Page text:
Get the inside scoop on a clash of up-and-coming KO artists Mike Perry and Santiago Ponzinibbio, plus former title challenger Glover Teixeira meets Misha Cirkunov in the cage.
While the main event of UFC on FOX 26 — Robbie Lawler and Rafael dos Anjos — is meaningful and expected to provide plenty of aesthetic pleasure, it isn’t exactly the fight fans are most looking forward to. No, Mike Perry has managed to steal the spotlight – at least a little – with his antics and ability to knock silly any human being walking the planet. Sure, he makes it hard to like him, but you don’t have to like him to appreciate him. His dance partner, Santiago Ponzinibbio, should bring out the best in him. There is a light heavyweight contest featuring a former title challenger too… but trust me when I say Perry-Ponzinibbio is where it is at.
The main card begins on FOX at 8:00 PM ET/5:00 PM PT on Saturday.
Santiago Ponzinibbio (25-3) vs. Mike Perry (11-1), Welterweight
Many believe this contest will be the FOTN as Ponzinibbio and Perry both have major reputations as feared strikers. And to think, people were complaining about this contest….
Ponzinibbio isn’t as sexy of a name as Darren Till, who most would have rather seen Perry square off with. But it isn’t as if Ponzinibbio merely a consolation prize. He’s the only person to have stopped Court McGee. OK, that may not sound all that impressive – even though McGee has a win over Robert Whittaker — but being the only one to stop Gunnar Nelson adds a bit more credence to fans. Constantly pressuring his opposition behind a piercing jab, Ponzinibbio is most dangerous when he sits down on his combinations. However, he’s neglected another one of his primary weapons: his kicks. Whether it’s a low kick or a switch kick, Ponzinibbio can do some serious damage… when he throws them.
Perry’s attack isn’t nearly as diverse. That doesn’t make him any less dangerous as his fists are as powerful as any welterweight… perhaps more dangerous. His simplicity is actually a sign of intelligence from Perry as he knows his limitations, thus he plays to his strengths. Though it’s difficult to see the improvements he has made in his strategy at first glance, his footwork and feel for distance have made great strides. His defense still has holes in it as he trusts his durability which has held up exceptionally well thus far.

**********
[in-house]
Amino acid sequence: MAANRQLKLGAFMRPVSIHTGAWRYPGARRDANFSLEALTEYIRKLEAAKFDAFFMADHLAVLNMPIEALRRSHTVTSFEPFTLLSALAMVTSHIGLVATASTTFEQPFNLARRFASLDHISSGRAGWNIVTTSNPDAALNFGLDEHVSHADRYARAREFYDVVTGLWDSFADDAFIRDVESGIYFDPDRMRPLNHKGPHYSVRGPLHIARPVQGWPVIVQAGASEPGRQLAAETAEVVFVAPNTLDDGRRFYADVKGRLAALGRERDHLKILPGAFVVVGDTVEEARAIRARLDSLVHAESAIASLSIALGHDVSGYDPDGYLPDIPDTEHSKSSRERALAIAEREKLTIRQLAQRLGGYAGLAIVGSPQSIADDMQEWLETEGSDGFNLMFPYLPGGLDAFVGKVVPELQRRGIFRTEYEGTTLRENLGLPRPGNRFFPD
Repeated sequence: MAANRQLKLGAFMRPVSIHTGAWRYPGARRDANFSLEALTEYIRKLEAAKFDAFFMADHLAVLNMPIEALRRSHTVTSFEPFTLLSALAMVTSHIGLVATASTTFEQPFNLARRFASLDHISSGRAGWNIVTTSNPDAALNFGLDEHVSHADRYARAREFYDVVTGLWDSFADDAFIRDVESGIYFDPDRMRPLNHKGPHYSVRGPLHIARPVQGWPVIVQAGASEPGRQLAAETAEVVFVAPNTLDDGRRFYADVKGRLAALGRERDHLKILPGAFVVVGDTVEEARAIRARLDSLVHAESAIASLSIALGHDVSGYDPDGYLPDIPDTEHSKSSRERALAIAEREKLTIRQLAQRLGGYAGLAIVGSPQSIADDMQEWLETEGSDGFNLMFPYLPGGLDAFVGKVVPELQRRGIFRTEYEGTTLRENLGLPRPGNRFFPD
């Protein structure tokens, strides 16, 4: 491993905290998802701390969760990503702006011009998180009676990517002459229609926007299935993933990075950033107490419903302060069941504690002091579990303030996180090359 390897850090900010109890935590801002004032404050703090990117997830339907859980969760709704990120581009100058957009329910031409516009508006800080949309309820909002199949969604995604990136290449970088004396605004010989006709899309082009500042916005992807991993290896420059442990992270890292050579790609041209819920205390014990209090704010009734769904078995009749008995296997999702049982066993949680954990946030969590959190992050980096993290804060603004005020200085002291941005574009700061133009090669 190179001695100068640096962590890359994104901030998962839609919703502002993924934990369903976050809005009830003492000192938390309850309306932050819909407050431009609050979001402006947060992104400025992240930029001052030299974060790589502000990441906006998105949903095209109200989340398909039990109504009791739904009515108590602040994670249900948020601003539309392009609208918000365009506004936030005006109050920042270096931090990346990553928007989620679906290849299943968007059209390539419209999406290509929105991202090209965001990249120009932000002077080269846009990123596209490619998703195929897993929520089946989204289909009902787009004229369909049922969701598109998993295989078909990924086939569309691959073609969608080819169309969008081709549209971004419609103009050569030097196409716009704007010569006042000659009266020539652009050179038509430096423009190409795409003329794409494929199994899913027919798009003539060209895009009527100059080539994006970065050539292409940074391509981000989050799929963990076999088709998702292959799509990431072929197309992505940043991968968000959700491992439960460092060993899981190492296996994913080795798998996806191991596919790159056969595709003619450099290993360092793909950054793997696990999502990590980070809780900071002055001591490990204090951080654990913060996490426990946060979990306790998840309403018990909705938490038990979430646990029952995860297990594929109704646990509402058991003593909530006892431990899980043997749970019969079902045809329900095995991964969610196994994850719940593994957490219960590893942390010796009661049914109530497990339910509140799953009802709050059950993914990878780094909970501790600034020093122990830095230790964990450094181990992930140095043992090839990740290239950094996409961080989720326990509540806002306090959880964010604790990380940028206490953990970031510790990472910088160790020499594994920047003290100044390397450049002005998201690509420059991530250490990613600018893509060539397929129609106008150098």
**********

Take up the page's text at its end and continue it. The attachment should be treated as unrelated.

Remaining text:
One major factor that has people excited for this contest: in a combined 14 UFC contests, they’ve scored a total of one takedown. This fight isn’t expected to go to the ground. Should it do so, Ponzinibbio has shown a bit of submission ability, particularly as a threat with his front headlocks.
It’s hard not to be excited by this bout. It’s also hard to see this one going the distance. Perry has never been finished in his career, but he has been hurt. Ponzinibbio has been stopped, but he’s hardly chinny. If Ponzinibbio remembers to utilize everything in his arsenal, he’s my pick to win. However, expecting him to flip the script isn’t wise to do when he’s been trending in a different direction. Perry is the pick. Perry via KO of RD2
Glover Teixeira (26-6) vs. Misha Cirkunov (13-3), Light Heavyweight
Teixeira is in a tough spot. Recent losses to Anthony Johnson and Alexander Gustafsson have made the likelihood of Teixeira getting a second title shot highly unlikely as he slows down at the age of 38. However, he’s still considered to be better than roughly 90% of the division as his #3 UFC ranking indicates. Yes, the UFC rankings are crap, but that number doesn’t seem fluky.
Though he developed his reputation as a power puncher upon his UFC entry – and he still has that power – Teixeira has resorted to his wrestling in recent contests, utilizing his vaunted single-leg takedowns. Sure, it’s been boring, but it also has saved the Brazilian a lot of damage as his durability has been called into question given his last two losses came via violent stoppage. Even though he’s a solid offensive wrestler, he has struggled to stop the takedowns of noted wrestlers Jon Jones, Phil Davis, and Patrick Cummins.
That has to be music to Cirkunov’s ears. The best wrestler and grappler to enter the light heavyweight division in several years, Cirkunov got reckless in his last contest, opting to trade with known striker Volkan Oezdemir. He paid the price, being KO’d in 28 seconds, exposing his striking as a still developing phase of his game. It doesn’t mean Cirkunov is useless on the feet as he does have heavy hands. The threat of his takedowns often allows him to land one of his heavy hooks he wouldn’t find a home for otherwise as his muscular frame is very stiff and prone to return fire.
Teixeira has never been much of an athlete, but his subtle footwork and angles allow him to land some heavy artillery. Much like Cirkunov, hooks and uppercuts are his primary weapons of choice. Should he land them with consistency, Cirkunov is in a lot of trouble. However, Teixeira’s durability has become a major question mark as of late too. It is a bit of a tossup, but Teixeira has yet to fall to someone at Cirkunov’s level. I can’t pick against him in this type of contest until I see him do that. Teixeira via decision